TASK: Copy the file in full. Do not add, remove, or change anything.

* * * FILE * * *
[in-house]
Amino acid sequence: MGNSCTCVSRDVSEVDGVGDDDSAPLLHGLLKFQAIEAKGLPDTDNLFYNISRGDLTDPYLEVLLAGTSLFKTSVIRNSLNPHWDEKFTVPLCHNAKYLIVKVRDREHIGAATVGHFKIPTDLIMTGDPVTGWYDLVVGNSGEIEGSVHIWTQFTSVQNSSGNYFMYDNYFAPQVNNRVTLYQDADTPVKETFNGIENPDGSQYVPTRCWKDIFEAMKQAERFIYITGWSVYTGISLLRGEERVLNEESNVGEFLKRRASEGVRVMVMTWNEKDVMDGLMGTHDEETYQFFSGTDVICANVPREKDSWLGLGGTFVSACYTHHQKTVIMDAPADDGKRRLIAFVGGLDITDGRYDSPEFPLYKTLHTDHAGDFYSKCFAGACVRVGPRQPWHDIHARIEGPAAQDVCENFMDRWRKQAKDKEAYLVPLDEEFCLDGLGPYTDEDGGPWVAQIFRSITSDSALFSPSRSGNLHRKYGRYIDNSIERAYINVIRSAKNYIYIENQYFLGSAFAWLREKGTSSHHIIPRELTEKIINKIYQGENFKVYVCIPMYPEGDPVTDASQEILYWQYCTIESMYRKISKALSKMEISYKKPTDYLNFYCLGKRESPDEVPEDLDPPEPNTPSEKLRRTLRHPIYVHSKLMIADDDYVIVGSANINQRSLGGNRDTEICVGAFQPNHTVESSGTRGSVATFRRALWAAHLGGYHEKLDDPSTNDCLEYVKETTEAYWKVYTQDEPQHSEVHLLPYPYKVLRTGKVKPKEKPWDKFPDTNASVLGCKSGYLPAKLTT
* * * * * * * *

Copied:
[in-house]
Amino acid sequence: MGNSCTCVSRDVSEVDGVGDDDSAPLLHGLLKFQAIEAKGLPDTDNLFYNISRGDLTDPYLEVLLAGTSLFKTSVIRNSLNPHWDEKFTVPLCHNAKYLIVKVRDREHIGAATVGHFKIPTDLIMTGDPVTGWYDLVVGNSGEIEGSVHIWTQFTSVQNSSGNYFMYDNYFAPQVNNRVTLYQDADTPVKETFNGIENPDGSQYVPTRCWKDIFEAMKQAERFIYITGWSVYTGISLLRGEERVLNEESNVGEFLKRRASEGVRVMVMTWNEKDVMDGLMGTHDEETYQFFSGTDVICANVPREKDSWLGLGGTFVSACYTHHQKTVIMDAPADDGKRRLIAFVGGLDITDGRYDSPEFPLYKTLHTDHAGDFYSKCFAGACVRVGPRQPWHDIHARIEGPAAQDVCENFMDRWRKQAKDKEAYLVPLDEEFCLDGLGPYTDEDGGPWVAQIFRSITSDSALFSPSRSGNLHRKYGRYIDNSIERAYINVIRSAKNYIYIENQYFLGSAFAWLREKGTSSHHIIPRELTEKIINKIYQGENFKVYVCIPMYPEGDPVTDASQEILYWQYCTIESMYRKISKALSKMEISYKKPTDYLNFYCLGKRESPDEVPEDLDPPEPNTPSEKLRRTLRHPIYVHSKLMIADDDYVIVGSANINQRSLGGNRDTEICVGAFQPNHTVESSGTRGSVATFRRALWAAHLGGYHEKLDDPSTNDCLEYVKETTEAYWKVYTQDEPQHSEVHLLPYPYKVLRTGKVKPKEKPWDKFPDTNASVLGCKSGYLPAKLTT